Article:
Rice, Cotton Value Chain: The federal government is planning to spend N3.47 billion on the development of value chain of rice and cotton – the two areas government said it is determined to attain self- sufficiency.
This figure is about N200 million less than what the government budgeted last year, according to the analysis of 2018 budget proposal.
Despite series of interventions by federal government, agriculture has failed to attract adequate private investments and generate decent job opportunities.
Dwindling fortune of value chain
In 2017, the federal government budgeted N3.63 billion in value development of rice and cotton.
The key area of agricultural development with the potentials to create millions of jobs is in the various crops value chain development, which the governments at all levels are paying little attention to.
Analysis of the 2018 estimates revealed that the federal government has proposed N24.9 billion on agriculture value chain development, about 14.7 percent reduction on what it budgeted last year.
In 2017, the total budget for agricultural value chain development was N29.2 billion.
Of the N24.9 billion value chain votes this year, only N3.47 billion was earmarked for rice and cotton against last year’s N3.63 billion, despite the government’s trumpeted commitment to the development of the two crops.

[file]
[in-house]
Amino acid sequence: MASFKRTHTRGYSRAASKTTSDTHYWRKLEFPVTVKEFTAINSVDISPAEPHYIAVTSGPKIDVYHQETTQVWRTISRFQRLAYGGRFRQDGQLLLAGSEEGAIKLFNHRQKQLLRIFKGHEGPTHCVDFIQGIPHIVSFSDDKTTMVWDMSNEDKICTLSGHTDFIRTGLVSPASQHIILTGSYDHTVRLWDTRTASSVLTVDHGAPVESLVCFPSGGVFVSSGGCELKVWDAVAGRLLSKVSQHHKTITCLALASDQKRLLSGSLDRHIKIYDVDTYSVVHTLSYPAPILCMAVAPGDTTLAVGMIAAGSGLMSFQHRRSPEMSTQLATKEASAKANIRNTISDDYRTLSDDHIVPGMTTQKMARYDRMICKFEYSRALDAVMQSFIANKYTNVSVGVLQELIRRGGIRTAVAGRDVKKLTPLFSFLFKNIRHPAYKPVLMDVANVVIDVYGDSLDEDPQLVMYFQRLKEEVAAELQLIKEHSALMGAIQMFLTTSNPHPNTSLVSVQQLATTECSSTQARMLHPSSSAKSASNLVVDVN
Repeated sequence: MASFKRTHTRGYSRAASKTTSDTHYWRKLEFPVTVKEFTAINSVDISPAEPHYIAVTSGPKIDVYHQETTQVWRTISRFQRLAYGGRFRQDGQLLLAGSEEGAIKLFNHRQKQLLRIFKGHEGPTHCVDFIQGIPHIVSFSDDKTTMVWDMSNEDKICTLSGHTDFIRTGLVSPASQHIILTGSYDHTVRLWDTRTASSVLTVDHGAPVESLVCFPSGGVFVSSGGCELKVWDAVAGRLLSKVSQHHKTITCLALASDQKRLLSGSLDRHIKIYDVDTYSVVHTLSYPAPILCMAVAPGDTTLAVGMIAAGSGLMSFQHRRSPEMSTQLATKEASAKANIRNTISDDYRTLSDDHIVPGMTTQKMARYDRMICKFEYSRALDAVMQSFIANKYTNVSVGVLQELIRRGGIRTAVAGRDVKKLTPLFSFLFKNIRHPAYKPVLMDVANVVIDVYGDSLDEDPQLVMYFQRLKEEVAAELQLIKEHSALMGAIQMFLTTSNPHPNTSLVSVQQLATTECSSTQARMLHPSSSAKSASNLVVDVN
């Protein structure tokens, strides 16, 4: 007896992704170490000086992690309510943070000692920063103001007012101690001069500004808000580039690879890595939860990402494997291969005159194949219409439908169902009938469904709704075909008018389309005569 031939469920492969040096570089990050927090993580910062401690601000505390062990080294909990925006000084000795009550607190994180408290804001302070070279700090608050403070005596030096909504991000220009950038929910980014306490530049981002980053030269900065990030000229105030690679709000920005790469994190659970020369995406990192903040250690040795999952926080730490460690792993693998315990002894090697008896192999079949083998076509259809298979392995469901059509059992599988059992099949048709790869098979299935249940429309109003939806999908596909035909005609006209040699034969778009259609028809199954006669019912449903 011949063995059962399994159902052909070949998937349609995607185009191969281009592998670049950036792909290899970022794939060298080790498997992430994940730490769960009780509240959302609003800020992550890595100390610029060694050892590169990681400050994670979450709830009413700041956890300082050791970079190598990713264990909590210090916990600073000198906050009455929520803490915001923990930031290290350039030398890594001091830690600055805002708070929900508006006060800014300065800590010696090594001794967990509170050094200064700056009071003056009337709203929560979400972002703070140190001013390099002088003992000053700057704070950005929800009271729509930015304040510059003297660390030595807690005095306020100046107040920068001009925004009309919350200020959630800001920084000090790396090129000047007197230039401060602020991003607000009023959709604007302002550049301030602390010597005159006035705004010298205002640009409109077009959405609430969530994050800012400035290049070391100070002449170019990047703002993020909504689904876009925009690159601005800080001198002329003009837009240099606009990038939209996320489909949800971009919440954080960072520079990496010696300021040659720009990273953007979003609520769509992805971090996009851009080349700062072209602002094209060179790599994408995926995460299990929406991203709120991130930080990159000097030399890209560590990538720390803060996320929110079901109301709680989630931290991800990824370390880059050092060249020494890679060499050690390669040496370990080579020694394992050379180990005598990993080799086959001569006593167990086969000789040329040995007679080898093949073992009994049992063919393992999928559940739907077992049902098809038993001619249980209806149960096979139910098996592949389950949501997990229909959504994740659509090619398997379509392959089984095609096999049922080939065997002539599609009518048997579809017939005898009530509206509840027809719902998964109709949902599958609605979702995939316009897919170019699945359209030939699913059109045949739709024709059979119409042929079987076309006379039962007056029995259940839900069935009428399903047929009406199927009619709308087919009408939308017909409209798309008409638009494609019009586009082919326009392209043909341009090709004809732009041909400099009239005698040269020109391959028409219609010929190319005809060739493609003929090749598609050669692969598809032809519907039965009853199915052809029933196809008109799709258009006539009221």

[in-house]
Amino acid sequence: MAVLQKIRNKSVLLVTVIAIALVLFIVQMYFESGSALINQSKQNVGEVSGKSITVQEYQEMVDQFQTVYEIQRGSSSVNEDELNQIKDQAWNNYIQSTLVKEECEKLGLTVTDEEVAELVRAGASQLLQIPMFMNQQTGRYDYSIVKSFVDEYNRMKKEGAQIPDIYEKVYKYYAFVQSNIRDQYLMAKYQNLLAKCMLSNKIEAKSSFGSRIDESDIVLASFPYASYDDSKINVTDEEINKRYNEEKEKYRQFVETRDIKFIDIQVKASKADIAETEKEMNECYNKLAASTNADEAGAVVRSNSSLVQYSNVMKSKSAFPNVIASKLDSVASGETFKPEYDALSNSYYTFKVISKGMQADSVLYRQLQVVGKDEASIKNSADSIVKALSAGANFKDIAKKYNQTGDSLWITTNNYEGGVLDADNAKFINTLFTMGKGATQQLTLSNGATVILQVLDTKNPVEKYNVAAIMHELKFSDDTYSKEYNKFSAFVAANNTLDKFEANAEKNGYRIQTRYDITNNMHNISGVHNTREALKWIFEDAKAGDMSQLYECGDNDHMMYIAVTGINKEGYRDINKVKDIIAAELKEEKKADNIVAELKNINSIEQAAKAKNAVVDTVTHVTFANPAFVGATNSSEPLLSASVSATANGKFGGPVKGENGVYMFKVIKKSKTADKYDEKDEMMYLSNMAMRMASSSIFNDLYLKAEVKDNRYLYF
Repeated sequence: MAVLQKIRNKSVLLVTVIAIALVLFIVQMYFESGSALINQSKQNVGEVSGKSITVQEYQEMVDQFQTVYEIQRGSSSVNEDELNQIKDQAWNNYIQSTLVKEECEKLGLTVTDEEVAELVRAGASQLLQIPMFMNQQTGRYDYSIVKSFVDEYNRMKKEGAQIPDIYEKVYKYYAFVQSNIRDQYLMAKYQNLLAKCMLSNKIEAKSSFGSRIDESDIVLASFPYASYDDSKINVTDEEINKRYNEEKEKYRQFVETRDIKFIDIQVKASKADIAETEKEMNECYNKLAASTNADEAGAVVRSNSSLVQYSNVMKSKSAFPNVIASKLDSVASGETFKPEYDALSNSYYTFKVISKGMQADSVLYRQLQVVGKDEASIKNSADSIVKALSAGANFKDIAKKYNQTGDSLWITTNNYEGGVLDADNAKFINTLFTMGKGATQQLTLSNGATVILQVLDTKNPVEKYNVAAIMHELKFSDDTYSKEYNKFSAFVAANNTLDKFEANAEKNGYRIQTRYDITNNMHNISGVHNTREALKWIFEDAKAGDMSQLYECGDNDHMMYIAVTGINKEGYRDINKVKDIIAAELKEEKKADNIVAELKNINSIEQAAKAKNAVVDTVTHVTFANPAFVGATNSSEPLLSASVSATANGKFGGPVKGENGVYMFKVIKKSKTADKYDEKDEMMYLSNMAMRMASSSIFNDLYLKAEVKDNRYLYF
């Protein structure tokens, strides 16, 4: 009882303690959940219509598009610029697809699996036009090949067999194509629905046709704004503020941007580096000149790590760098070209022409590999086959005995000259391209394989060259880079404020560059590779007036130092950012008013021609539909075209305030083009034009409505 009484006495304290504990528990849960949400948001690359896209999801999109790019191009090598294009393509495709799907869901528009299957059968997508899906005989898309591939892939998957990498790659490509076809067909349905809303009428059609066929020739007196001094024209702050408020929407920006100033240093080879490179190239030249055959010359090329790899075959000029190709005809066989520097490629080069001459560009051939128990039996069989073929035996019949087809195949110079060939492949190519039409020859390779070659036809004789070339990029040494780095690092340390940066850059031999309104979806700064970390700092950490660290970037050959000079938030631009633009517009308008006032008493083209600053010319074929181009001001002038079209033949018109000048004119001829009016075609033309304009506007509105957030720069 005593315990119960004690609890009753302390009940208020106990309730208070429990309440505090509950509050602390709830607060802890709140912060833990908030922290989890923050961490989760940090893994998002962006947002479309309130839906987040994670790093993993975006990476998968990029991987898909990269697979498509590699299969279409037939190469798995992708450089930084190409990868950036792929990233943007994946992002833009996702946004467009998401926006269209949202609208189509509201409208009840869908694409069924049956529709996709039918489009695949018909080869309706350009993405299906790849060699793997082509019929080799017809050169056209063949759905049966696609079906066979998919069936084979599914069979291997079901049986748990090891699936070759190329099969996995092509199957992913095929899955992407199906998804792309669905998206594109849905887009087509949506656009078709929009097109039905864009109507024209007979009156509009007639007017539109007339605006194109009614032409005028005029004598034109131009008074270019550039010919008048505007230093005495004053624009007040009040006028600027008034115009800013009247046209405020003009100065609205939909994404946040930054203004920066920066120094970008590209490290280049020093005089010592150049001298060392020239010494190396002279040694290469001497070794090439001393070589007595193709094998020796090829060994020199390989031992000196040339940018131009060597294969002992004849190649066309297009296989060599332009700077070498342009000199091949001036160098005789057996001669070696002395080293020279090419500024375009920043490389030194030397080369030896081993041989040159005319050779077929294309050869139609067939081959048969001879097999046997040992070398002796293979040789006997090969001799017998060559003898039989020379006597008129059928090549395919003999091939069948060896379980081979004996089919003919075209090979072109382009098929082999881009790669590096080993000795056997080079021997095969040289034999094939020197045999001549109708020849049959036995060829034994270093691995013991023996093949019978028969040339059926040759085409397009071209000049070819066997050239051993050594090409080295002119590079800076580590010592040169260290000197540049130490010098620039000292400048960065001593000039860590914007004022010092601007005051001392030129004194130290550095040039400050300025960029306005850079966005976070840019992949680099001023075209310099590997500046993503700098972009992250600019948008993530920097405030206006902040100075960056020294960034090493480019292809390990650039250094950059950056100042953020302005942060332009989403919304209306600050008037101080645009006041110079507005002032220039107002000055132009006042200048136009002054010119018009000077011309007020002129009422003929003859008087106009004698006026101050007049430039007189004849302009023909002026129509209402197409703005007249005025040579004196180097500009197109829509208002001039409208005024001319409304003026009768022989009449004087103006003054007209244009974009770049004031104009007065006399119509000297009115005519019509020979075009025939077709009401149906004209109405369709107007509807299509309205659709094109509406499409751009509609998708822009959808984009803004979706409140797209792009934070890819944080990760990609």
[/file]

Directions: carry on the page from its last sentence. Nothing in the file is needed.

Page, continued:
This year, the federal agriculture ministry earmarked N1.47 billion for development and promotion of cotton, against last year’s N1.62 billion.
The government earmarked N2.04 billion for rice value chain, compared to the N2.01 billion provided for the crop in 2017.
Data from the Federal Ministry of Agriculture and Rural Development shows country’s demand for rice stands at 6.3 million tons, while the supply is 2.3 million.
The ministry said the cotton demand is between 1-1.5 million tons while the supply is 0.2 million tons.
As of 2015, over 101 textile industries were closed and 121,000 jobs lost across the country, according to Dr Fatai Aremu of the Development Research and Policy Centre (dRPC).
He said 60 textile firms were closed in Lagos and 66,252 jobs lost; 19 companies shut down in Kano and 16,700 jobs lost; 8 firms were closed in Kaduna which rendered 18,750 workers jobless; while 19,300 jobs were lost due to the collapse of 18 factories across other locations in the country.
Too little to make impact
This is coming at a time of the government’s much-trumpeted determination to move away from oil to agriculture as the mainstay of the economy.
This year, the federal government is planning to spend N172.78 billion, about two percent of the total estimates of N8.6 trillion, on agriculture and rural development.
Of this figure, N118.98 billion (68.86%) is earmarked for capital votes, while N53.81 billion (31.14%) is for recurrent expenses.